Books I already own that fit the challenge are listed below. I’d love to hear from you in the comments if there’s one you’d particularly like to recommend to me from my list!
- Carpe Jugulum by Terry Pratchett
- Cycle of the Werewolf by Stephen King
- Deadtown by Nancy Holzner
- Fables Vol. 1 by Bill Willingham
- Fated by S. G. Browne
- A Local Habitation by Seanan McGuire
- The Nonborn King by Julian May
- Tales of the Cthulhu Mythos by H. P. Lovecraft
- Unshapely Things by Mark Del Franco
- The Veiled Mirror by Christine Frost
- Watership Down by Richard Adams
- The Years of Rice and Salt by Kim Stanley Robinson
Eugenia Markham is a shaman who spends her time sending the fae back to their own world. She hates the fae both for trespassing into our world and for kidnapping women into their own. When fae start referring to her by her given name, rather than her working name, she becomes concerned something is awry. What she discovers is a prophecy that will change everything.
I picked this up because I love Richelle Mead’s Georgina Kincaid series (review) so much. I wish any of the summaries I read of the book had even hinted at one of the big plot points, as I think how a reader responds to that plot point will dictate how much they enjoy the series overall.
Without revealing too much, early on in the book, fae start showing up and attempting to rape Eugenie. She finds out that there is a prophecy that her child will be the one to bring about large changes in the land of the fae. (This is not particularly a spoiler, it is revealed early on and there are even more plot twists later on to complicate this). What this means for the reader is that our main character must repeatedly physically fight off would-be rapists. If I had realized this was such a key plot point, I would not have personally picked up this book, and I think there are probably quite a few other readers who would be similarly bothered by this repeated scene of our heroine trying to fight off rapists. To be clear, this is not one single solitary incident. It is one of the main repeated problems for this character. Fae keep trying to rape her.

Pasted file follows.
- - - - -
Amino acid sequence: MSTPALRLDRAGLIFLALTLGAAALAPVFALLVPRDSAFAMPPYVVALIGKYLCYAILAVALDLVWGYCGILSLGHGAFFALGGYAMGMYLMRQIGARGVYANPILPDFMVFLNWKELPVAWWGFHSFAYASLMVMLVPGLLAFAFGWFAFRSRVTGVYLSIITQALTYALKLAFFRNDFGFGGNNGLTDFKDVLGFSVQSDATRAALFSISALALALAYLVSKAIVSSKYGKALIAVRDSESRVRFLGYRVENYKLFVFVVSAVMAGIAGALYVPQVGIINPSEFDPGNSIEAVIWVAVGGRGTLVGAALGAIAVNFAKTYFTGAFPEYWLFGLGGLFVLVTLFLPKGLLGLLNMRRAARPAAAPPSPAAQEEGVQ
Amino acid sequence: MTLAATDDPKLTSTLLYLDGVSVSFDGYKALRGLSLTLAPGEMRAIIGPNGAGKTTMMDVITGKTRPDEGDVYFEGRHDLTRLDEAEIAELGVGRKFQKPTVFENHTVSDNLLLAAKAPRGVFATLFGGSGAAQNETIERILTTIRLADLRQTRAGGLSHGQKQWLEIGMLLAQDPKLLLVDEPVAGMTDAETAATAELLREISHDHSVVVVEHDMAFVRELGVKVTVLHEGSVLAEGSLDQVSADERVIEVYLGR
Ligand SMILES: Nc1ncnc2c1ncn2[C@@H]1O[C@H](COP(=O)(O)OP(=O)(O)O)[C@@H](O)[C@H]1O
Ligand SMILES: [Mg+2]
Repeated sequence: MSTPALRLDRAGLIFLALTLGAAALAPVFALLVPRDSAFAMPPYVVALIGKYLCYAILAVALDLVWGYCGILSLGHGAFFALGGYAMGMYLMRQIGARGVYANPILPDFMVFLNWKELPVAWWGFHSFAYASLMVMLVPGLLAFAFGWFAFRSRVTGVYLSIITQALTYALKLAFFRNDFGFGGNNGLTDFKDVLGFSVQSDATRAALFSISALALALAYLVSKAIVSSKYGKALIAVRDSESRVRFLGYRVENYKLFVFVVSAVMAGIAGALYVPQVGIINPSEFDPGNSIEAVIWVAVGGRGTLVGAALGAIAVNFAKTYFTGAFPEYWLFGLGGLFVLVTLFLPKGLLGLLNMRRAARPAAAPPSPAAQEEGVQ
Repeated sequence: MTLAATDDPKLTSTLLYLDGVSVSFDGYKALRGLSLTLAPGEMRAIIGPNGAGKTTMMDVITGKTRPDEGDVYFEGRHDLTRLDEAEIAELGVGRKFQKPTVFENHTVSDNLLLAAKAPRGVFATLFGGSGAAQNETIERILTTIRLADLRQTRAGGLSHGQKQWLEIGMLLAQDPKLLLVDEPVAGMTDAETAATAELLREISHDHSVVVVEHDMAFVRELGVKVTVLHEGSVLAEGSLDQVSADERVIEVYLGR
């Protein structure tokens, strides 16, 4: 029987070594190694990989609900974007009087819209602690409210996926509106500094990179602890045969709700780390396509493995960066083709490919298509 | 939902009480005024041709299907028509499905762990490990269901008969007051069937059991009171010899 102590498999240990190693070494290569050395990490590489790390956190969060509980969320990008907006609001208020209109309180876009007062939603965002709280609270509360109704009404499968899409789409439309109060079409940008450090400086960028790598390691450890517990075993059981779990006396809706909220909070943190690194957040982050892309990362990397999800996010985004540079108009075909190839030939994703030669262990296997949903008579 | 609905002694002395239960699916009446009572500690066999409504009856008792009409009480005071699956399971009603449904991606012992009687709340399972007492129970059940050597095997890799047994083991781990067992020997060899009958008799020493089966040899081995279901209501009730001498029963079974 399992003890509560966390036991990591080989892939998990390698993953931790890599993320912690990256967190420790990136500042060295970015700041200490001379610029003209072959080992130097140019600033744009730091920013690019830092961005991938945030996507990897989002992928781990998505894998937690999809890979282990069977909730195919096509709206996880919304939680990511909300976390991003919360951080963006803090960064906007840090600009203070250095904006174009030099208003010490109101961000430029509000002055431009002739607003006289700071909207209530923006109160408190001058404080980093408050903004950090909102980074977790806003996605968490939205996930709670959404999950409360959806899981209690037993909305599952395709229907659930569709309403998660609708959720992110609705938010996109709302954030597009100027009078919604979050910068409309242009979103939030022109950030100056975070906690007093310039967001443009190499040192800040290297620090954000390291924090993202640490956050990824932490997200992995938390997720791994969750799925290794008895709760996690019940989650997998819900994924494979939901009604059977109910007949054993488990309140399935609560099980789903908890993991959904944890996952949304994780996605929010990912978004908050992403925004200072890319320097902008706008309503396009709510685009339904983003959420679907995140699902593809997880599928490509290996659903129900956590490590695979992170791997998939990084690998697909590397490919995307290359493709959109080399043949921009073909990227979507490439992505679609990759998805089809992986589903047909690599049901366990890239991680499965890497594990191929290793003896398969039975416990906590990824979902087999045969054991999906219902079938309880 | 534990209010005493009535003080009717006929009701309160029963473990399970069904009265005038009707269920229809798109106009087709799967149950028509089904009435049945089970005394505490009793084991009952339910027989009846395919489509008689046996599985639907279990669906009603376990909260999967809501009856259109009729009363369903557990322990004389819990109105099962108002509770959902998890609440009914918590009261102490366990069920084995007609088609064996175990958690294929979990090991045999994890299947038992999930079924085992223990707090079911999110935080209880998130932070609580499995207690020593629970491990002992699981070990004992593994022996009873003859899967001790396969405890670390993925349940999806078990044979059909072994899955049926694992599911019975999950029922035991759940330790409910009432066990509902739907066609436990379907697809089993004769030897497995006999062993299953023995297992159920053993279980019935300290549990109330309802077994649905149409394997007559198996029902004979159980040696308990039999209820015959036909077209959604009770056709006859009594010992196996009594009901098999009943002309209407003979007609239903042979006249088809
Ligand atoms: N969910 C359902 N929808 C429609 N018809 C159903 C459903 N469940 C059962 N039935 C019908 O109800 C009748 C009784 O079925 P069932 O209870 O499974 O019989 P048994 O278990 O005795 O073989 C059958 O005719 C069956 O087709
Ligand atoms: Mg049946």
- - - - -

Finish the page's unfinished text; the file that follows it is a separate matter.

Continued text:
Another plot line is that the fae are known for kidnapping and raping young (this is specified, young, as in early to mid teens) human women. Because the fae have fertility problems. In fact, the case that Eugenie takes on early in the book is trying to save a teenaged girl who has been kidnapped by the fae. Eugenie normally doesn’t go into the land of the fae in a corporeal form (she does send her spirit via astral projection), but she agrees to in this case because she is so bothered by the knowledge that this teenage girl is facing a lifetime of rape.
These are just two non-spoiler examples of the rape plots, and there is at least one more that I won’t reveal as it’s a big spoiler. Readers who for whatever reason do not want to read either about rapes occurring off-screen or about the threat of rape or about a woman repeatedly having to physically fight off rapists should not pick this book up. These are key and frequent plot points in this book.